Comics from a Galaxy Far, Far Away 03: Freaking Aphra
So, last time in this series of articles I’m doing, I talked about the amazing first volume of the Darth Vader series and finished off by saying that the publisher should retire the Aphra character. Yes, this time, I’m about to talk about that.
Now, I might have said that I immensely liked Imperial Machine (that’s the name of the story arc), but in no way is it perfect or would I even consider it as something that has the makings of a classic comic book story. A classic Star Wars comic book story, perhaps, but that’s not too much of a compliment. In any case, the main reason that I think this story arc has its flaws is because of the introduction of the Dr. Aphra character. Pages and issues that would otherwise have been better off allotted to give Darth Vader more depth were instead used to show readers this new character that ultimately has no bearing on the whole canon at all.

So, what the hell am I talking about? Who is this Dr. Aphra, anyway? Well, the character is a female human that happens to be this rogue space archeologist with a fetish for droids. And speaking of her freaky droid fetish, I won’t even talk about those two bizarro world R2-D2 and C-3PO knockoffs she has with her, both more annoying than Aphra itself. Going back to this space archeologist, it seems that nerds have received it well enough to grant the property a series of her own. But, then again, put a skirt and some boobs on a spiky dildo in front of a greasy, pockmarked nerd and they’ll buy the shit out of that.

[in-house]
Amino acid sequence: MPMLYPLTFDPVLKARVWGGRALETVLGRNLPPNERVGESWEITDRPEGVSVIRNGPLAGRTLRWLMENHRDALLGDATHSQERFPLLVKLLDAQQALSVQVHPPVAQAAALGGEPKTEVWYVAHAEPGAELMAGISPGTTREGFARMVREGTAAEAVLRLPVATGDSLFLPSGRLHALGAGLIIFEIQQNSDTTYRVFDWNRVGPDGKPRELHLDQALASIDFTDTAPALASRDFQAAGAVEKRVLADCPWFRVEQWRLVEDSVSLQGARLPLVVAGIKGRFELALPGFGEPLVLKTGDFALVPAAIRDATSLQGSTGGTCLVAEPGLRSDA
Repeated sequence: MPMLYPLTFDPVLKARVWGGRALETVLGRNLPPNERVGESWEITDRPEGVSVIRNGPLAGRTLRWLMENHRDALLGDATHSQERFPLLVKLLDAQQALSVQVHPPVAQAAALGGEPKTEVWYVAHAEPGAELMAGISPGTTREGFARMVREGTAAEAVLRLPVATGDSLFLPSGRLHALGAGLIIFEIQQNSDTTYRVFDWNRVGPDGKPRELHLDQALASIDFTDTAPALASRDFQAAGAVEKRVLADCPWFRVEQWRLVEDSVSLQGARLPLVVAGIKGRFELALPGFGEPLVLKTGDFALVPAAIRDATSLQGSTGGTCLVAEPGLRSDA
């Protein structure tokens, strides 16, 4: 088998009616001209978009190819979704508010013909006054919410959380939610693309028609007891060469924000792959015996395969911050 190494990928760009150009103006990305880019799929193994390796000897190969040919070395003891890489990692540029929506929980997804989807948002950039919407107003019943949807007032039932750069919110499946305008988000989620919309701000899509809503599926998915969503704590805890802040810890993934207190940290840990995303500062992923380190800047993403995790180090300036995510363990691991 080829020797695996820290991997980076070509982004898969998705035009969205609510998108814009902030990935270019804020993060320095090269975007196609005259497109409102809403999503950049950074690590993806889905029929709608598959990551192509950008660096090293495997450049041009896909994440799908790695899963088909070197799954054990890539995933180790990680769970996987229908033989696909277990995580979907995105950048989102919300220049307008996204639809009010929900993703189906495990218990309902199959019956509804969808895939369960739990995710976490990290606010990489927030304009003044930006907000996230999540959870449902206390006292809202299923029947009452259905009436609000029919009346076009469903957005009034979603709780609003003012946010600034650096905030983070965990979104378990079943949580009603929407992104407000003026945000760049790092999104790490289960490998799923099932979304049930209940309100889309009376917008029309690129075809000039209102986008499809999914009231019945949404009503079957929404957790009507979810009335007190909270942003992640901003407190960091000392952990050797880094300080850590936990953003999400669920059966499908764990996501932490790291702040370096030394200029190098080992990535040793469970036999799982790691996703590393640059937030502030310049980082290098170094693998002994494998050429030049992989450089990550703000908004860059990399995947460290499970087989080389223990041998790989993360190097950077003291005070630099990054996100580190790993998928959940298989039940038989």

I just find the whole introduction of the Dr. Aphra character to be excessive of Marvel and Disney. But, to be fair, what else would you expect from those companies? Some nerds, especially those pitiful keyboard warriors, probably like the property because of gender representation (Dr. Aphra is bisexual), and that’s probably the only redeeming quality it has; everything else is a poor, overbearing attempt at coming up with a badass girl who also happens to be a bisexual and looks vaguely Asian. Hell, you won’t be wrong to think this character checks all the social justice nutbag’s approval list.

Now, I’m not saying I’m against representation. I am, however, saying that shoving it in my face is not the way to go. I mean, Princess Leia didn’t have to have an excruciating amount of quip and quirk to its character to become a badass (Dr. Aphra is portrayed as this cheery master thief with a death wish and an inability to shut the hell up); being bisexual or whichever of the 3,578 genders the world has come up with shouldn’t be a big deal (the revelation that Dr. Aphra and that other bounty hunter character’s previous romantic relationship looked like a desperate try to make a big deal out of a subplot that don’t have much bearing on the main one. If it’s not a big deal, then why set it up and reveal it that way?); and whatever ethnicity a character is shouldn’t matter (like I said, Dr. Aphra looked vaguely Asian. If you’re going to portray an ethnicity, go all in, but without falling into Jarjar levels of racism).
Leave a comment

Please note, comments must be approved before they are published